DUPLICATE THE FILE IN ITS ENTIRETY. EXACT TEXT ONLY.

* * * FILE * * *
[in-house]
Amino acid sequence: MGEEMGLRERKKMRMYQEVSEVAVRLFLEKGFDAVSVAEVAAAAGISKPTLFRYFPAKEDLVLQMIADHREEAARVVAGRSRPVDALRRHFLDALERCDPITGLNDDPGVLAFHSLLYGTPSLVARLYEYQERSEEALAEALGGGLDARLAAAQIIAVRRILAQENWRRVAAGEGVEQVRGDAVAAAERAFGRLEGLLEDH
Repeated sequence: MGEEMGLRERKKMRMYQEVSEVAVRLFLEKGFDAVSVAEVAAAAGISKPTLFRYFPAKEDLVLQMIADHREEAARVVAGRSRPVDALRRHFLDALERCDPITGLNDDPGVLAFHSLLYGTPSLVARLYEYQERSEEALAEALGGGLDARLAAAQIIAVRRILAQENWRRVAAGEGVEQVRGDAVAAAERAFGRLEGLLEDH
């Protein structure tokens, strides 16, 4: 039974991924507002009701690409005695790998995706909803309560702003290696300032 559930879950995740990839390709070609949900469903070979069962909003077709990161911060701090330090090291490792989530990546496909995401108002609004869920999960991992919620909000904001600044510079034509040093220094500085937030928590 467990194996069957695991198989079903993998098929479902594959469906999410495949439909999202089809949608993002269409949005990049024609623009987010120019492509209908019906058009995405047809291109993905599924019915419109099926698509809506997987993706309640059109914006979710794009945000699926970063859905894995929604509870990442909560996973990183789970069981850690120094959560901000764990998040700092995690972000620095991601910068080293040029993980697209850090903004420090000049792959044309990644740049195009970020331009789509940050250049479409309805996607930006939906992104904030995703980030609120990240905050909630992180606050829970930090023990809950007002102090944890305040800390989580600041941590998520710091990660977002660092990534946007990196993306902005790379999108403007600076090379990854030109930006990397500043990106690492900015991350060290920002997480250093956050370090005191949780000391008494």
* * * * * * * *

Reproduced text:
[in-house]
Amino acid sequence: MGEEMGLRERKKMRMYQEVSEVAVRLFLEKGFDAVSVAEVAAAAGISKPTLFRYFPAKEDLVLQMIADHREEAARVVAGRSRPVDALRRHFLDALERCDPITGLNDDPGVLAFHSLLYGTPSLVARLYEYQERSEEALAEALGGGLDARLAAAQIIAVRRILAQENWRRVAAGEGVEQVRGDAVAAAERAFGRLEGLLEDH
Repeated sequence: MGEEMGLRERKKMRMYQEVSEVAVRLFLEKGFDAVSVAEVAAAAGISKPTLFRYFPAKEDLVLQMIADHREEAARVVAGRSRPVDALRRHFLDALERCDPITGLNDDPGVLAFHSLLYGTPSLVARLYEYQERSEEALAEALGGGLDARLAAAQIIAVRRILAQENWRRVAAGEGVEQVRGDAVAAAERAFGRLEGLLEDH
């Protein structure tokens, strides 16, 4: 039974991924507002009701690409005695790998995706909803309560702003290696300032 559930879950995740990839390709070609949900469903070979069962909003077709990161911060701090330090090291490792989530990546496909995401108002609004869920999960991992919620909000904001600044510079034509040093220094500085937030928590 467990194996069957695991198989079903993998098929479902594959469906999410495949439909999202089809949608993002269409949005990049024609623009987010120019492509209908019906058009995405047809291109993905599924019915419109099926698509809506997987993706309640059109914006979710794009945000699926970063859905894995929604509870990442909560996973990183789970069981850690120094959560901000764990998040700092995690972000620095991601910068080293040029993980697209850090903004420090000049792959044309990644740049195009970020331009789509940050250049479409309805996607930006939906992104904030995703980030609120990240905050909630992180606050829970930090023990809950007002102090944890305040800390989580600041941590998520710091990660977002660092990534946007990196993306902005790379999108403007600076090379990854030109930006990397500043990106690492900015991350060290920002997480250093956050370090005191949780000391008494």